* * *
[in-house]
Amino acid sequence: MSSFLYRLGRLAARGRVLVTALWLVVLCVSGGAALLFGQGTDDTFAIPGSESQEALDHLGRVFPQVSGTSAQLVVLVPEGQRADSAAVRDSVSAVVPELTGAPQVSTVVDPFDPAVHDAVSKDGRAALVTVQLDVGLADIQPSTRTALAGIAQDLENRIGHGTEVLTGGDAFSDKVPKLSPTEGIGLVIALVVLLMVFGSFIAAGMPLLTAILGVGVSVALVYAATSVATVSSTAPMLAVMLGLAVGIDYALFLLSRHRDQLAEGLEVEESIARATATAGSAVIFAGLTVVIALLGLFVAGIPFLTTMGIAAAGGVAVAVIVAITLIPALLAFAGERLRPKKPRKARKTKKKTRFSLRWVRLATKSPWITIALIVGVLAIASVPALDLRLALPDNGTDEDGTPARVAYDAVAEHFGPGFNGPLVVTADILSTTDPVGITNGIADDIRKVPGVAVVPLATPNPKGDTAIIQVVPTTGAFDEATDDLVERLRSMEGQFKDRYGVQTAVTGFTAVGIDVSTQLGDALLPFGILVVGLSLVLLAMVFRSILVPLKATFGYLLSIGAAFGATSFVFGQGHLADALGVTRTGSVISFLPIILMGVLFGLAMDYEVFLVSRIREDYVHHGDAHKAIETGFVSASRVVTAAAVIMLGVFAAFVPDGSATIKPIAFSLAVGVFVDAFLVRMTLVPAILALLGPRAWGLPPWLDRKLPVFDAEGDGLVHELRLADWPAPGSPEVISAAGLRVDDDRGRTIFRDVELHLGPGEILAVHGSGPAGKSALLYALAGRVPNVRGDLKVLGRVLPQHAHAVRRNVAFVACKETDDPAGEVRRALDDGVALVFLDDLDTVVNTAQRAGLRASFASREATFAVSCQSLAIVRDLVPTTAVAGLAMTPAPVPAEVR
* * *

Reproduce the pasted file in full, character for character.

[in-house]
Amino acid sequence: MSSFLYRLGRLAARGRVLVTALWLVVLCVSGGAALLFGQGTDDTFAIPGSESQEALDHLGRVFPQVSGTSAQLVVLVPEGQRADSAAVRDSVSAVVPELTGAPQVSTVVDPFDPAVHDAVSKDGRAALVTVQLDVGLADIQPSTRTALAGIAQDLENRIGHGTEVLTGGDAFSDKVPKLSPTEGIGLVIALVVLLMVFGSFIAAGMPLLTAILGVGVSVALVYAATSVATVSSTAPMLAVMLGLAVGIDYALFLLSRHRDQLAEGLEVEESIARATATAGSAVIFAGLTVVIALLGLFVAGIPFLTTMGIAAAGGVAVAVIVAITLIPALLAFAGERLRPKKPRKARKTKKKTRFSLRWVRLATKSPWITIALIVGVLAIASVPALDLRLALPDNGTDEDGTPARVAYDAVAEHFGPGFNGPLVVTADILSTTDPVGITNGIADDIRKVPGVAVVPLATPNPKGDTAIIQVVPTTGAFDEATDDLVERLRSMEGQFKDRYGVQTAVTGFTAVGIDVSTQLGDALLPFGILVVGLSLVLLAMVFRSILVPLKATFGYLLSIGAAFGATSFVFGQGHLADALGVTRTGSVISFLPIILMGVLFGLAMDYEVFLVSRIREDYVHHGDAHKAIETGFVSASRVVTAAAVIMLGVFAAFVPDGSATIKPIAFSLAVGVFVDAFLVRMTLVPAILALLGPRAWGLPPWLDRKLPVFDAEGDGLVHELRLADWPAPGSPEVISAAGLRVDDDRGRTIFRDVELHLGPGEILAVHGSGPAGKSALLYALAGRVPNVRGDLKVLGRVLPQHAHAVRRNVAFVACKETDDPAGEVRRALDDGVALVFLDDLDTVVNTAQRAGLRASFASREATFAVSCQSLAIVRDLVPTTAVAGLAMTPAPVPAEVR